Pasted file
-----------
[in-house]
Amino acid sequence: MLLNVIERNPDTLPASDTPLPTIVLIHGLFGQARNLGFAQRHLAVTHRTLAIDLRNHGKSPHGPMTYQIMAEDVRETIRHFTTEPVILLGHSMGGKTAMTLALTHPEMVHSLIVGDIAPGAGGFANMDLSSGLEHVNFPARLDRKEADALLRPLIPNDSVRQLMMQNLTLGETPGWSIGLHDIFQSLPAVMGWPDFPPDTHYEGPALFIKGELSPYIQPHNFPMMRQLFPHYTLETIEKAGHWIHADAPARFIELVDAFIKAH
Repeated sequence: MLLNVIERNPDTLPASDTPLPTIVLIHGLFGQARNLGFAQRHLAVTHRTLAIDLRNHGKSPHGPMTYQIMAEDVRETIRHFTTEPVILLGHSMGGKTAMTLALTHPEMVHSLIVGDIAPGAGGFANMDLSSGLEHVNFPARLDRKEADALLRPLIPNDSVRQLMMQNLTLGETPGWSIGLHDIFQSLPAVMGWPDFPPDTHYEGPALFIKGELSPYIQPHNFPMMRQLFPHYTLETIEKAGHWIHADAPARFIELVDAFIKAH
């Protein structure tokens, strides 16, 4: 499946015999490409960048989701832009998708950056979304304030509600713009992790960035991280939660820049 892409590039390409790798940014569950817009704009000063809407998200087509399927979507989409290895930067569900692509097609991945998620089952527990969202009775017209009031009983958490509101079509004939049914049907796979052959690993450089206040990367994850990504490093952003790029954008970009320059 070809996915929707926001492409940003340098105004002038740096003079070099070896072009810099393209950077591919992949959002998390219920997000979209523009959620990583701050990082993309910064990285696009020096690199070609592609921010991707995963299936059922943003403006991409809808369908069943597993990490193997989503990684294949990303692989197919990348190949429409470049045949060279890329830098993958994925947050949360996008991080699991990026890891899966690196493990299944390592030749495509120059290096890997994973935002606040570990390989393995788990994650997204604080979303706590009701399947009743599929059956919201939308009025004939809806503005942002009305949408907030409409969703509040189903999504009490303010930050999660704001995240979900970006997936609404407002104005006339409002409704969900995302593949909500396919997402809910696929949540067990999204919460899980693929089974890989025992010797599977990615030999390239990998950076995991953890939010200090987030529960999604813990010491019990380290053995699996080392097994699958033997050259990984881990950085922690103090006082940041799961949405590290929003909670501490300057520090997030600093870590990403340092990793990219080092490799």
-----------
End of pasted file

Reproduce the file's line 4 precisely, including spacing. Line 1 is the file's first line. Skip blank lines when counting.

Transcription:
């Protein structure tokens, strides 16, 4: 499946015999490409960048989701832009998708950056979304304030509600713009992790960035991280939660820049 892409590039390409790798940014569950817009704009000063809407998200087509399927979507989409290895930067569900692509097609991945998620089952527990969202009775017209009031009983958490509101079509004939049914049907796979052959690993450089206040990367994850990504490093952003790029954008970009320059 070809996915929707926001492409940003340098105004002038740096003079070099070896072009810099393209950077591919992949959002998390219920997000979209523009959620990583701050990082993309910064990285696009020096690199070609592609921010991707995963299936059922943003403006991409809808369908069943597993990490193997989503990684294949990303692989197919990348190949429409470049045949060279890329830098993958994925947050949360996008991080699991990026890891899966690196493990299944390592030749495509120059290096890997994973935002606040570990390989393995788990994650997204604080979303706590009701399947009743599929059956919201939308009025004939809806503005942002009305949408907030409409969703509040189903999504009490303010930050999660704001995240979900970006997936609404407002104005006339409002409704969900995302593949909500396919997402809910696929949540067990999204919460899980693929089974890989025992010797599977990615030999390239990998950076995991953890939010200090987030529960999604813990010491019990380290053995699996080392097994699958033997050259990984881990950085922690103090006082940041799961949405590290929003909670501490300057520090997030600093870590990403340092990793990219080092490799």